You might think netbooks are dead now when more and better tablets enter the market every week. But that’s not necessarily true, these mini laptops still have their edges over tablets and they will continue to be better cheap productivity tools, at least for the time being.
It is true however that attention is shifting away from 10 inch netbooks and among the many factors that cause this change, there is one above all: in a world dominated by Intel Atom platforms, netbooks offer overall sluggish performances, both during everyday use and when dealing with multimedia content. AMD introduced their Fusion line and APUs like the e-350 and the c-50 quickly gained fans, but for netbooks, the C-50 only brought Full HD playing abilities and not a snappier overall experience, as CPU wise, AMD’s processor for netbooks is slower than Intel’s dual-cores.
You probably know that we’re going to see some changes on the front this Fall. First, AMD recently announced faster Fusion processor for mini laptops, the C-60 (meant for 10 inchers) and the E-450 (meant for nettops rather than mini laptops, although there will be exceptions).
The C-60 is a dual-core 1.33 GHz processor with Radeon 6200 graphics, clocked at 400 MHZ. Thus, we get a 33% and 50% improvement on clock speed for the CPU and GPU over the C-50.
On the other hand, Intel are working on their new Cedar Trail ATom platform. They announced some new processors that should be part of netbooks this Fall, with the Atom N2800 being the fastest of them. This one is a 1.86 GHz dual-core CPU with 1 MB of Cache, HT and improved graphics, now DirectX 10.1 capable and offering HD decoding (MPEG2, VC1, AVC, and H.264) with support for Blu-Ray 2.0, HDMI 1.3a and two different displays.
However, the CedarTrail platform ain’t that much different from the current PineTrail we got on CPUs like the Atom N570. And you can see this from the very few benchmarks available right now, from the guys at Blogeee.net , comparing the Atom N2800, N570 and the E-450 APU from AMD. Of course, there’s no terms of comparison between the two and the later AMD Fusion processor, it would have been nice to have them compared with the AMD C-60. Since we don’t have benchmark results for that one though, we’ll add some comparisons to the C-50 we tested on the Asus EEE PC 1015B.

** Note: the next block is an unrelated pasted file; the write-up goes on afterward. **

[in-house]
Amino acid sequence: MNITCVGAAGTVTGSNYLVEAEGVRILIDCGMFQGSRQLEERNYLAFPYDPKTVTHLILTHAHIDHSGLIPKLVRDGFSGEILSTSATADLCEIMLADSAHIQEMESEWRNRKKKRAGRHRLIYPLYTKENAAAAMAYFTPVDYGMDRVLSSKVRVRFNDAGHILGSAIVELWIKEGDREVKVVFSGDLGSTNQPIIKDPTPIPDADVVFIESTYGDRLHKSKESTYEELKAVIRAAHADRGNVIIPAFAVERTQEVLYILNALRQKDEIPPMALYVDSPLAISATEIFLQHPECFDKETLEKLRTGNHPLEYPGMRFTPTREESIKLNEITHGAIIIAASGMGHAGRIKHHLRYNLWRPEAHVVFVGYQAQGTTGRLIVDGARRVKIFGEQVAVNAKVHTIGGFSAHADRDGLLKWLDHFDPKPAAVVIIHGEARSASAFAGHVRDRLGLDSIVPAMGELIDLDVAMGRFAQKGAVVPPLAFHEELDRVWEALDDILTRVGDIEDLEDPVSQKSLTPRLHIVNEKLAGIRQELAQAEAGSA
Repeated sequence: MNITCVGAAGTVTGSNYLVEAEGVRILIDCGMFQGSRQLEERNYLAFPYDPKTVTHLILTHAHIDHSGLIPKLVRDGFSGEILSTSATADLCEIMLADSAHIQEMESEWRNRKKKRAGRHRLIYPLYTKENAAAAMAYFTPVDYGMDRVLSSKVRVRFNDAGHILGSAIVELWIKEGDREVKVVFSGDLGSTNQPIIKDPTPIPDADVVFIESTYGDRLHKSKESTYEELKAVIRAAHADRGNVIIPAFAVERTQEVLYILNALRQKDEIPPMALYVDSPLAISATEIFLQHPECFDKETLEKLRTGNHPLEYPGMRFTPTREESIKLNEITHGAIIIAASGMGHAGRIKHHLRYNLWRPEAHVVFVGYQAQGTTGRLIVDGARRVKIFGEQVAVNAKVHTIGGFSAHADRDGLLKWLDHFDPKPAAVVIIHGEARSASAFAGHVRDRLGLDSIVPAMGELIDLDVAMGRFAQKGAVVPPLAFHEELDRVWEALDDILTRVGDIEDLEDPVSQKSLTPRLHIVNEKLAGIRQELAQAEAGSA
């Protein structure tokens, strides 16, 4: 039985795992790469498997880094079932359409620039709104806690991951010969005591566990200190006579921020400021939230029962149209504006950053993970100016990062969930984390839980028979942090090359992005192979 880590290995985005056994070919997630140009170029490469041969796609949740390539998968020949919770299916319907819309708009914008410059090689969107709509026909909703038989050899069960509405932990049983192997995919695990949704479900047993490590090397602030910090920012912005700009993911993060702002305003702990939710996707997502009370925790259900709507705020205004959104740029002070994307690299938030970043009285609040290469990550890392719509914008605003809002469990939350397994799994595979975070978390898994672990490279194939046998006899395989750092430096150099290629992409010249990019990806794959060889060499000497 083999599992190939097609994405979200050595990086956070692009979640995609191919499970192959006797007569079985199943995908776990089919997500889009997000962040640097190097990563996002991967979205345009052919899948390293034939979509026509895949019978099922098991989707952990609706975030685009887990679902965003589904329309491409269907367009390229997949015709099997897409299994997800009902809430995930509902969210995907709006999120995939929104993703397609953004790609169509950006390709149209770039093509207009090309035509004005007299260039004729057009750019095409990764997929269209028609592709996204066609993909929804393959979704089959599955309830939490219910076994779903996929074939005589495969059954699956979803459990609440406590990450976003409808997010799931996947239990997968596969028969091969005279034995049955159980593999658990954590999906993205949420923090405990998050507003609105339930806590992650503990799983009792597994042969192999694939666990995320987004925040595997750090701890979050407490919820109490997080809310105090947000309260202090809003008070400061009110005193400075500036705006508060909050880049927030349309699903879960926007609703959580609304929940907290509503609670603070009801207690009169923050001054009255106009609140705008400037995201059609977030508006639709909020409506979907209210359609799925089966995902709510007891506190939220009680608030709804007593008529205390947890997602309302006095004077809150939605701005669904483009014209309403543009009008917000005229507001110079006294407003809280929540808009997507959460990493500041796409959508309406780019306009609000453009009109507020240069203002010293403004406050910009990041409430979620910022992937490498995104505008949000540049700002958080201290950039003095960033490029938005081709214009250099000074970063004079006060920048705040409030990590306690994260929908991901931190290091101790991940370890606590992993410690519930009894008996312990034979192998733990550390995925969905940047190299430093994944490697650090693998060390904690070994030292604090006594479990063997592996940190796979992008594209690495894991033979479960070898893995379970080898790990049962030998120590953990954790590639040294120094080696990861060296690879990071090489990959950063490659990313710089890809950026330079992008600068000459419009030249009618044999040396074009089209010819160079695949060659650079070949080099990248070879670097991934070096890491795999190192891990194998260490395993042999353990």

PCMark 05 analyses the platform as a whole and you can see the following results:
- Atom N2800 – 2250 points
- Atom N570 – 2020 points
- AMD C-50 – N/A
- AMD E-450 – 3310 points
Unfortunately I haven’t run PCMark 05 on the 1015B and I’ve failed to find any results online for the C-50 (maybe because it’s only a 1.0 GHz processor?). Still, you should expect probably around 15 to 20 lower score for the AMD APU, based on the difference from other CPU benchmarks.
As for graphics, we have sopme results from 3DMark 06, below:
- Atom N2800 – 440 points
- Atom N570 – 144 points
- AMD C-50 – 1790 points
- AMD E-450 – 2876 points
Pretty obvious that the C-50 is a clear winner here. We’ve excluded the E-450 from our judgements, as it plays in another league.
All in all, the Atom N2800 looks a bit faster than the current PineTrail Atoms, with GPU scores 3 times better based on those tests. Still, take them with grain and salt, they were conducted on test platforms and not on final release products. In terms of graphics though, N2800 is definitely not a match for the current AMD C-50 . And with the C-60 just around the corner, it might not be a match in terms of raw CPU power either.
In fact, the only place where the new Cedar Trail Atom wins is TDP: it needs less energy than its AMD counterparts, with a TDP of only 6.5 W (9W for the AMDs). So, the N2800 should run for longer and also cooler, which will make it a processor suited for ultra-thin devices with a fanless design.
As a wrap-up though, based on these early tests, if you’ll be looking for performance inside a 10 incher this Fall, AMD’s C-50/C-60 remain your better options, allowing good overall experience, plus the option to run 1080p content and some games.
The Atom N2800 will offer Full HD playing as well, but only barely and should be found in ultra-sleek and portable devices, decently snappy in everyday tasks. And who knows, maybe it will help melt the differences between netbooks and tablets and we’ll see some affordable gadgets similar to the Samsung Series 7, running Windows&Meego (or maybe even Android) and allowing 10+ hours of life every charge. Those would be cool, ay?
Update: We’ve got some more details on the Intel Atom N2800 in the meantime, as I’ve reviewed the Asus 1025C, 1025CE and 1225C, all mini laptops built around this CPU, with different features and screen sizes. So you’d better click those links for the reviews, if you’re interested on how is the N2800 ATOM performing during daily use.
Also, I’ve got to play with the slightly slower Intel Atom N2600, the new Atom entry-level CPU, still a dual-core with decent graphics, but slower than the N2800. You can read more about its performances in this post that compares the N2600 with the Atom N550 and the AMD C50.
Still, I’m looking forward for the Atom D2700 processor inside a mini laptop, that would be punchier than the N2800, as the benchmarks in this other post prove, while providing overall decent battery life.